|Image: American Eden cover (source)|
The founding gardens of 1600-1826 were designed to obfuscate and to escape from the landscapes of production (whether slave- or factory-based) which fueled the lifestyles of the founding gardeners but plagued their moral compasses. An extended quote from - the final paragraph of - Chapter One:
A man of the 18th century who embodied its ideals of natural science, exploration, and enlightenment, Jefferson prefigured the momentous, wrenching changes of the 19th: slavery, which tore his own conscience, would very nearly tear the country apart; factories, of which he was one of the first owners, would transform the nation's economy and social structure and feed the explosive growth of crowded, industrial cities--anathema to him and to millions of others who would point to his articulation of the agrarian ideal as they fled those cities to suburbs modeled on the image of the vanishing wilderness, tamed into manicured private gardens, each a miniature, simplified version of this vaster, layered one at Monticello.Logically, in Chapter Two, Graham considers the garden landscapes of the suburbia between 1820 and 1890. The story of the suburbs has been told by many scholars and typically close with the failing fortunes of the city. Graham argues otherwise.
As cities spread and dominated their hinterlands, and the true agrarian countryside emptied of population as the small farm economy was replaced by factory farming, fear of the city had become a pervasive, basic element of the Victorian worldview....Once the city had decisively triumphed against the wilderness, modern pastoralism reclaimed the landscape, first in the form of the city park, bringing "country into the city, then reexporting this aestheticized wilderness ideal to the areas around cities, as garden suburbs, which were linked to the city by parkways--city streets turned into linear parks....In a few years the natural park idea was extended to the national park....This last development can be best understood not as the preservation of wilderness, since this was not the goal, but the designation of large tracts of scenic lands, cleared with guns of Indians and wolves, as resorts for public recreation--in essence city parks once removed from the city. In other words, the advent of the national park marked the total triumph of the city over the wilderness.Gardens and landscapes of the Gilded Age (1880-1915) and Arts & Crafts period (1850-1945) are discussed in Chapters Three and Four, respectively. An exemplar of the former period is the White City for the Chicago World's Columbian Exposition, 1893. In addition to classical idioms of design, cottage garden styles were also a dominant design motif in the Gilded Age. Graham writes, "In a very real sense, Grandmother's garden was a political garden, an assertion of the common people in a time of increasing inequality and 'conspicuous consumption' by the rich...."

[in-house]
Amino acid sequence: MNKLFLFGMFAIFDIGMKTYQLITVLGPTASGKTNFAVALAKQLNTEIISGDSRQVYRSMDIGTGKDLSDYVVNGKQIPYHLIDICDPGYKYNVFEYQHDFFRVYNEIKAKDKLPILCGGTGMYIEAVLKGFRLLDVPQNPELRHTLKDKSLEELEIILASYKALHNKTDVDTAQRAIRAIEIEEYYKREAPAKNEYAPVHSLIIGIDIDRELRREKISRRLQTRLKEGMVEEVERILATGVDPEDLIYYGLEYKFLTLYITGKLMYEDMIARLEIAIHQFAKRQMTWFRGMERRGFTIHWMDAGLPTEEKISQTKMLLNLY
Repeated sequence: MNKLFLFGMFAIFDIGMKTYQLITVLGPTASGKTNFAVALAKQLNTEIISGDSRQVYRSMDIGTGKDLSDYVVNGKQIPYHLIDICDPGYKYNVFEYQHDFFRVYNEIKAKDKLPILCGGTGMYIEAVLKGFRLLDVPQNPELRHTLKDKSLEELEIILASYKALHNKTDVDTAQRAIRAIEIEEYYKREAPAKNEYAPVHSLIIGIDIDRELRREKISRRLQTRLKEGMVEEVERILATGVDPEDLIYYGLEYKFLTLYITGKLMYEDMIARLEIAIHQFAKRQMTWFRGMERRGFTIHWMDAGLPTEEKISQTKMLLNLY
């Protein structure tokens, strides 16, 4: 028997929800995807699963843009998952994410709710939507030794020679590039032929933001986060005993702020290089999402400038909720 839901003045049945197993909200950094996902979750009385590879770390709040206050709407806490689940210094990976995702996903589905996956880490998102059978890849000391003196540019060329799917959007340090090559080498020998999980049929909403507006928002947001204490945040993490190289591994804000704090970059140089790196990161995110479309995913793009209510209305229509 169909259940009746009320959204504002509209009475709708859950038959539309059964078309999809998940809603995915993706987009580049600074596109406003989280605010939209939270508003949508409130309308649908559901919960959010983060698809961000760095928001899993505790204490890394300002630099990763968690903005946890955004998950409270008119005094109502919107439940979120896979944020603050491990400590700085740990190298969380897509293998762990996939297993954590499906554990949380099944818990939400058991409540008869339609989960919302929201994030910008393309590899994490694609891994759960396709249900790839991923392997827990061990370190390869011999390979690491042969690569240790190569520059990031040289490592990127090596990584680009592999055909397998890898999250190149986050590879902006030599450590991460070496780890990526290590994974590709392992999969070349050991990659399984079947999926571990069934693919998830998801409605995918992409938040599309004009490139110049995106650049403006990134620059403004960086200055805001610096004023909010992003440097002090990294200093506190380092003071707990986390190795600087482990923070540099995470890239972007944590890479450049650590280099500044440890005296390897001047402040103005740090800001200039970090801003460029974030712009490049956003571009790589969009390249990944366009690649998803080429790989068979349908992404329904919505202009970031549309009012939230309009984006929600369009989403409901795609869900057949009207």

|Image: Dumbarton Oaks site plan courtesy of Wikimedia Commons via Library of Congress/HABS (source)|
Although I have always associated Arts & Crafts design with the West Coast, a spectacular landscape thrives on the East Coast: Dumbarton Oaks in Georgetown was designed by Beatrix (Jones) Farrand between 1921 and 1947. Farrand donated her estate to UC Berkeley. Having lived in Berkeley I am familiar with Farrand's legacy as well as those of the designers profiled by Graham in Chapter Five on the modern California garden like Garrett Eckbo, Thomas Church, Lawrence Halprin, and others. I was particularly struck by the description of designers and their work during the 1920s to the1960s as being imbued with social design principles. This period is associated with numerous injustices which Graham does point out.
|Images: Time Landscape|
|Image: Lurie Garden|
I would like to thank Wade for providing a copy of American Eden for review. For more essays by Wade Graham, follow his blog Reflections on Landscape.